I am interested in some of these issues although I am not an expert in these
I am especially interested in them if some of the answers (especially for point
7) are _not_ going to be:
suggested partial answers:
5) there will be a graphic or textual distinction
6) should be fixed
7) "characters" will be replaced by saying "abstract characters":
otherwise, implementations based on UTF-8 or UTF-32
would have trouble counting these 16 characters
PS: I was there for the talk.
Markus Scherer IBM Cupertino, CA email@example.com
John Cowan <firstname.lastname@example.org> on 99-09-08 12:00:11
To: Unicode List <email@example.com>
Subject: New Ideographs in Unicode 3.0 and Beyond
I have read John Jenkins's paper with the above title with
great interest, and I have a few questions:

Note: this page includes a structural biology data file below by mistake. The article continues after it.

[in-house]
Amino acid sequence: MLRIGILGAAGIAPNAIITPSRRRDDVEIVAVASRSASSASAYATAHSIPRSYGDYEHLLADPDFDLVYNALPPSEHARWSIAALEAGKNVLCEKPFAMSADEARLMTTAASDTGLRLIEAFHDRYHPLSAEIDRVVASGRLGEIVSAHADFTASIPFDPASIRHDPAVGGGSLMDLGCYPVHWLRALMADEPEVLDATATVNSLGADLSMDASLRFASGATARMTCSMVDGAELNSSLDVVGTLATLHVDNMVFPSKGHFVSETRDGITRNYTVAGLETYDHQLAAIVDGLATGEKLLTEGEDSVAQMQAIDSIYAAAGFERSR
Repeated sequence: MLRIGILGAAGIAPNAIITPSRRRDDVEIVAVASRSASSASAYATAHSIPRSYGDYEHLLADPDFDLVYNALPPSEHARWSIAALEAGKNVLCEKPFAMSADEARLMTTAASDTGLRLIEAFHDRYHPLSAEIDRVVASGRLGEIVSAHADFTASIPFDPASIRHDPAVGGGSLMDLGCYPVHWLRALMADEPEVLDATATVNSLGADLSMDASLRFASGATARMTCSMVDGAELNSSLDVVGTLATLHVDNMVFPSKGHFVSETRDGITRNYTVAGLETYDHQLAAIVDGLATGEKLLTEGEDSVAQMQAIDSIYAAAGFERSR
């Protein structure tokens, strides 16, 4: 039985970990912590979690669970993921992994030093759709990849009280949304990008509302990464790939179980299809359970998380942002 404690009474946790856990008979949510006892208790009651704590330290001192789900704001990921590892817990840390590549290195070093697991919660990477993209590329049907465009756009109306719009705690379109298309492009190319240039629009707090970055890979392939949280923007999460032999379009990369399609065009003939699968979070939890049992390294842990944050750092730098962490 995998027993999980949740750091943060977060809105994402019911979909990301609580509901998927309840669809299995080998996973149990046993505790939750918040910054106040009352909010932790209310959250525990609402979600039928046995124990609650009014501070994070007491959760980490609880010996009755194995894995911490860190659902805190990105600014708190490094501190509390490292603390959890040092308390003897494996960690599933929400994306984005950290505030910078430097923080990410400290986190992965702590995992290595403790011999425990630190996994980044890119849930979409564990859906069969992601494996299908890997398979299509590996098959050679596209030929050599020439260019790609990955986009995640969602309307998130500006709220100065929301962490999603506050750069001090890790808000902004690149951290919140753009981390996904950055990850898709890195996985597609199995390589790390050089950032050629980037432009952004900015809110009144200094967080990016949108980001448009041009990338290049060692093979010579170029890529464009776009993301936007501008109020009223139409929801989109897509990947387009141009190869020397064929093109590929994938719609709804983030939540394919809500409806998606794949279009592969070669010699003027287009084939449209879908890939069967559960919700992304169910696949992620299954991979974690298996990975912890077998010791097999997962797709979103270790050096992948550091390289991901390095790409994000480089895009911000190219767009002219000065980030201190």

1) Was there a Unified Repertoire and Ordering 1.0? How did it
differ from the URO 2.0 we have today?
2) Is it correct to say that the characters in Extension A
belong to source character sets which were not considered in
constructing the URO 2.0?
4) Nit: the "y" in "ye" is a substitute for thorn, not eth.
5) The glyph shown for the Ideographic Variation Indicator
is shown with an enclosing dotted rectangle. In Unicode 2.0, such
glyphs appearing in the character tables were pseudo-glyphs
for characters not to be rendered. How does Unicode 3.0
make clear which dotted-rectangle glyphs are, and which are not,
6) The BNF grammar on page 14 implies that a single ideograph by itself
is an IDS: surely this is not correct. If this grammar appears
in any authoritative text, there's a problem!
7) Page 17 says that IDSes cannot exceed 16 characters.
Does this refer to Unicode abstract characters (= ISO 10646
characters), which may be 16-bit or a 32-bit surrogate pair,
or to 16-bit codes? The Unicode Standard 2.0
regrettably uses "character" in multiple senses.
(This too may need clarification in some standard.)
-- John Cowan firstname.lastname@example.org I am a member of a civilization. --David Brin
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